Leviticus 22 has more warnings about being holy and set apart and making holy offerings. They aren’t to offer any animal that has been crushed or bruised.
Again, we’re the offering now. We’re the living sacrifice. We’re to come to the altar holy, undefiled, and uncrushed and unbruised.
Many seem to think Christians live in a state of constant brokenness. It’s a false humility that dishonors God. We come to the cross broken down in our sin. Jesus was broken on the cross so that we could be made whole: body, mind, soul, spirit.
We are to walk humbly before our God. But humility in Christ says, “I can do all things through Christ who strengthens me.”
It’s fine to acknowledge our weakness and inability as humans, but it’s not okay to disrespect God’s sovereignty and power, the finished work of Jesus on the cross, and the indwelling presence of the Holy Spirit.
Acting as if you can’t overcome a sin is a lie if you are really a believer. If you can’t overcome a sin, then you aren’t saved or have an idol and are loving your sin more than you love God. Your offering isn’t holy; it’s become defiled.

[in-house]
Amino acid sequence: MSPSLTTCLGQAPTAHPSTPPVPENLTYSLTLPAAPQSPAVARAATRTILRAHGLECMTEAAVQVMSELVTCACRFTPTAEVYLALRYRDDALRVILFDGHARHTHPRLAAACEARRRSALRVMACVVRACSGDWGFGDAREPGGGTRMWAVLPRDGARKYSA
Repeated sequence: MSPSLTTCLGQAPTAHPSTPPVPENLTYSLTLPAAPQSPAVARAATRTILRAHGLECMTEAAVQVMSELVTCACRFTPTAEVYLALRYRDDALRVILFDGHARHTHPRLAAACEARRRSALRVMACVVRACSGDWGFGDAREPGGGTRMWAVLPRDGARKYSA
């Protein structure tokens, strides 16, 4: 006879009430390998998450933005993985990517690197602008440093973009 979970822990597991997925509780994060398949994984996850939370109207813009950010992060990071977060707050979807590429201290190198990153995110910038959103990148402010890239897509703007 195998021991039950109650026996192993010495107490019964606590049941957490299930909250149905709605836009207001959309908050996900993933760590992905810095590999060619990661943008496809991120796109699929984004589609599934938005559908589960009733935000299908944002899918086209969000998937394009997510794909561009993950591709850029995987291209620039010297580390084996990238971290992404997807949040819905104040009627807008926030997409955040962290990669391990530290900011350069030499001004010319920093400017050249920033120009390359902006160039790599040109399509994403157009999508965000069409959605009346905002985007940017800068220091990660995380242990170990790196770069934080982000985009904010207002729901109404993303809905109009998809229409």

We don’t get to live in a state of brokenness as Christians, not if we are going to honor God and live like Jesus. Not if we want our lives to be acceptable and holy sacrifices.
Acting as if we just have to mess up every day and are never going to “get it right” is an offense to the Holy God who gave Himself so that you could be perfect as He is perfect.
Yes, we’re not like Jesus. We’re working to attain that which we already have. So, in a sense, we’re broken and are being perfected, daily being transformed from glory to glory into His image.
We’re being transformed. That’s not staying the same. That’s not staying in the same place of brokenness. That’s changing, growing, becoming more and more like Jesus.
We need to acknowledge all that we have. We need to acknowledge the power to overcome.
We need to never be stuck in place. We have an upward call in Christ, always marching heavenward.
Denying your freedom from sin and your overcoming nature in Christ, is denying Christ. You are saying He wasn’t able, He wasn’t enough. So, the question isn’t whether or not you are broken. It’s what do you believe about Jesus?